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Giving Dickens a new twist
Times photo: Brian Gray John Baumann, left, who plays the character Scrooge in A Christmas Carol, discusses the play with Father Mike Klarer, who adapted the script from the book by Charles Dickens for the Monroe Theatre Guild.
MONROE - There are more than 50 different versions of Charles Dickens' Christmas classic "A Christmas Carol."

So the obvious question for some would be, "Why do we need another?"

The Rev. Mike Klarer, who could be described as an aficionado of the tale of London's meanest miser, decided to write his own version for the Monroe Theatre Guild.

"I wanted to make it a Monroe holiday tradition," Klarer said, before he added with a laugh, "but it isn't a yodeling thing."

Klarer has a collection of movies and stage versions of the book. Like most people who have watched movies of "A Christmas Carol," he has his favorite.

"The 1984 version with George C. Scott," he said.

The story of the play is known to almost everyone. A heartless miser is confronted by four spirits on Christmas Eve, and through a series of dreamlike adventures is taught the real meaning of Christmas.

Klarer credited Dickens and his book with changing how people celebrated Christmas. Christmas trees, cards and carols became more popular after the book was published Dec. 19, 1843. The book also helped change social attitudes toward the poor and changed child labor laws in England.

It was an influential book, he said.

But there was something that seemed to be missing from the many movie and stage versions.

"Everybody knows the play but they don't know a lot about it," Klarer said.

Klarer's version, which took him several months to write, stays as close to the original text and language as possible.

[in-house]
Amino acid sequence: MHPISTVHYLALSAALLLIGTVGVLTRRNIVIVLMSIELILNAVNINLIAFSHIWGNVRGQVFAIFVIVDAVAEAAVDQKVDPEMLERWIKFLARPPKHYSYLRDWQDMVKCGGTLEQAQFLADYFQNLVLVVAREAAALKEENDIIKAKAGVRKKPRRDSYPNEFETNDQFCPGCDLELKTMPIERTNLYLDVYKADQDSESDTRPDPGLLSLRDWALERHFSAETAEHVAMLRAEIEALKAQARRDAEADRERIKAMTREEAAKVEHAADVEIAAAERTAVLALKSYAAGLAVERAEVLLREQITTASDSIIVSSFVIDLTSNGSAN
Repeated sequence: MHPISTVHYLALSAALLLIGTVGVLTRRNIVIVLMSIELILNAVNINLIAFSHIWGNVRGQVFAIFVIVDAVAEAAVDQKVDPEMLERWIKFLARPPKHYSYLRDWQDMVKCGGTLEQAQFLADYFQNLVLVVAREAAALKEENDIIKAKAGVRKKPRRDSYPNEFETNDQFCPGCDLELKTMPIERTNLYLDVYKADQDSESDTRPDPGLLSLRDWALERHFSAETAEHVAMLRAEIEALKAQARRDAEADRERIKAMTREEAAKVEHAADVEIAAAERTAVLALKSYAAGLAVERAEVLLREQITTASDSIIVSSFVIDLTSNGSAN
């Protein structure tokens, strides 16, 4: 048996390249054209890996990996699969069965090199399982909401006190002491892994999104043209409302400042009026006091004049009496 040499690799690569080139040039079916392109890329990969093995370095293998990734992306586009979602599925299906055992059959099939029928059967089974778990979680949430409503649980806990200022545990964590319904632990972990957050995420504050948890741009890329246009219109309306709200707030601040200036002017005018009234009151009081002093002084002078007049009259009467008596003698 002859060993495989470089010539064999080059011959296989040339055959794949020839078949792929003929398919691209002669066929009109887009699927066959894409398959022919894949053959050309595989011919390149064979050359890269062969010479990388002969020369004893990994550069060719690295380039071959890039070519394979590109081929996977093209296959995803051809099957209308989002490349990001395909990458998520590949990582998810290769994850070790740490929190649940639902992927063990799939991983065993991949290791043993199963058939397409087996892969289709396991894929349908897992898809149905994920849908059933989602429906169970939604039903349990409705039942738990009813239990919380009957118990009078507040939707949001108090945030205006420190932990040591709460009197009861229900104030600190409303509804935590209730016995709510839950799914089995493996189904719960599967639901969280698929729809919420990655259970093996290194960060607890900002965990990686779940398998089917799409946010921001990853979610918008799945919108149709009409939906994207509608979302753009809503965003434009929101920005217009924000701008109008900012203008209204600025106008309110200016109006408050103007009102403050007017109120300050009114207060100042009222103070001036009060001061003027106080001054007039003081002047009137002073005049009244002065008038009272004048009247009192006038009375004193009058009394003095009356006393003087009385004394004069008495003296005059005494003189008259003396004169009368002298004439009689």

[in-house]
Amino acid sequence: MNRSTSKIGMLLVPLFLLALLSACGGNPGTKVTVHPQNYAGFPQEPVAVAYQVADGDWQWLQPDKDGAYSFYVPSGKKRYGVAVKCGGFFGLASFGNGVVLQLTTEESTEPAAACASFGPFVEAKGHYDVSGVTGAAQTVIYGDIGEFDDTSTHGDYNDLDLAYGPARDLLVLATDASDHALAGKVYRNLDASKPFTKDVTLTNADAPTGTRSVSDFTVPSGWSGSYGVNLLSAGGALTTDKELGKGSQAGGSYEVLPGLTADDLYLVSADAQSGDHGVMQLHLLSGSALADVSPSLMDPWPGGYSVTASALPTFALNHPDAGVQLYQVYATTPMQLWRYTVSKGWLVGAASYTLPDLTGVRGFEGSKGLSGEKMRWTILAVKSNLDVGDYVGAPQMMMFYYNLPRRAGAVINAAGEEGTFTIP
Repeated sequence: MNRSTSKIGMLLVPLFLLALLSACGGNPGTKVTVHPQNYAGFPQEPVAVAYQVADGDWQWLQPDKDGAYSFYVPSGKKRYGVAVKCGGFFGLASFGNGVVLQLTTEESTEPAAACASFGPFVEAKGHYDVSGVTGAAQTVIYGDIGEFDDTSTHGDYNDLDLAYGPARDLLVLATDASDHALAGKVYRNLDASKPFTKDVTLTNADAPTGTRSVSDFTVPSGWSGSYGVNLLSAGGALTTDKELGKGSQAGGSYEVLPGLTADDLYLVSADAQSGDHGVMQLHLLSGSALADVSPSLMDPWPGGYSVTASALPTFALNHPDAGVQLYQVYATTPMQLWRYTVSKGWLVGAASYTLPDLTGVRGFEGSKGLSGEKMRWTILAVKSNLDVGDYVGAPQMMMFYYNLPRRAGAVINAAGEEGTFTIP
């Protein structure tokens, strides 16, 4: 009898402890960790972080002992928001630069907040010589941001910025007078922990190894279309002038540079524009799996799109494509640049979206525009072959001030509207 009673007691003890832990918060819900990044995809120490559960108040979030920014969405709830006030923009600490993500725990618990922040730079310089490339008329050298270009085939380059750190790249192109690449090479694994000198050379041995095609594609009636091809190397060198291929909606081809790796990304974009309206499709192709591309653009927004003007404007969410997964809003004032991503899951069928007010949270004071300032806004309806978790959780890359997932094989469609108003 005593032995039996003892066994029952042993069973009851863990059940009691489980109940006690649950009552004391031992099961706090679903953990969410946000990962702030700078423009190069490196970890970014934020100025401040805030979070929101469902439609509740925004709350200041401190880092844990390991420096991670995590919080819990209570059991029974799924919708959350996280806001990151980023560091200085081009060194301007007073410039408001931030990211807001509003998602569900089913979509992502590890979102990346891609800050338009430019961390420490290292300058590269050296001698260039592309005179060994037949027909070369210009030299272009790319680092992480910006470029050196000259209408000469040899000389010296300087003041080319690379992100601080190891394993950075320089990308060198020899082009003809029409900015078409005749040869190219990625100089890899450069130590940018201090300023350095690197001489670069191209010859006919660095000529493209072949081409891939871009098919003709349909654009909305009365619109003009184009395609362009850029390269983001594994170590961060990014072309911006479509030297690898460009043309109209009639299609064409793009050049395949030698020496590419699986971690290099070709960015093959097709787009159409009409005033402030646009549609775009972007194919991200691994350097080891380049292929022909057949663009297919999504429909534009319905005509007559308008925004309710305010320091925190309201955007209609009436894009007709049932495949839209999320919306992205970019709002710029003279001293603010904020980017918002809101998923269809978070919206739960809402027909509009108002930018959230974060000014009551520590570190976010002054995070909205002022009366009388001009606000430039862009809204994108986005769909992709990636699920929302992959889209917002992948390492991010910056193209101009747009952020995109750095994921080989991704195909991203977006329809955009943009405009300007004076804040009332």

He wanted his play to bring to the audience the authenticity of 1843, the year Dickens published his book.

As he wrote the play, Klarer analyzed each line of Dickens' book.

The first of six performances of the play at Monroe High School's Performing Arts Center will be at 7:30 p.m. Saturday.

John Baumann, who plays "Scrooge," said he's excited to be in the play.

"This is my favorite Christmas story," he said. "I've been fascinated with the movies ever since I was a kid."

His favorite movie version of the book is the 1951 movie that stars Alistair Sim.

Baumann, who is president of The Swiss Colony, joked that it's ironic he would be cast in the lead role. He's learned a lot about the characters as he rehearsed the play, he said.

Baumann said Klarer's adaptation makes Scrooge and the historical period more believable.

"Mike has written a special play," Baumann said. "It entertains and educates. With Mike's adherence to the book and his knowledge of history, it's been easy to work with him."

Klarer said that over the years Scrooge has been portrayed as a caricature, someone who couldn't really exist. He sees Scrooge as a real person.

"He becomes taken up with material things and he worships gold," Klarer said. "We've tried to explain the character of Scrooge."

Baumann said the play helped him discover that Scrooge is a complex individual.

"He keeps people away from him by putting up a wall between himself and others. He's probably like a lot of us," Baumann said. "The spirits try to break through that wall."

Klarer is excited about the premier of his work, but he also looks forward to seeing how the more than 100 cast and crew members bring the play to life.